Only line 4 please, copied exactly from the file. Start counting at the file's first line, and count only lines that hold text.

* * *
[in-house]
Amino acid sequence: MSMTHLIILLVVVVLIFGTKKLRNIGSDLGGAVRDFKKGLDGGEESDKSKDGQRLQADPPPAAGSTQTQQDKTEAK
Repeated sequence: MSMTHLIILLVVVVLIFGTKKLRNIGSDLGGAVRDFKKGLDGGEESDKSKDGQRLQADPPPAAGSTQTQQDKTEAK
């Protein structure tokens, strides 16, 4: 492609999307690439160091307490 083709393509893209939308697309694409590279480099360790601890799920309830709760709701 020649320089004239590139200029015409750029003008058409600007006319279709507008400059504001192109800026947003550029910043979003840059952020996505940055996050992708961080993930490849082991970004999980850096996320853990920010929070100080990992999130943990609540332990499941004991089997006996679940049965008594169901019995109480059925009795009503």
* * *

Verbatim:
């Protein structure tokens, strides 16, 4: 492609999307690439160091307490 083709393509893209939308697309694409590279480099360790601890799920309830709760709701 020649320089004239590139200029015409750029003008058409600007006319279709507008400059504001192109800026947003550029910043979003840059952020996505940055996050992708961080993930490849082991970004999980850096996320853990920010929070100080990992999130943990609540332990499941004991089997006996679940049965008594169901019995109480059925009795009503």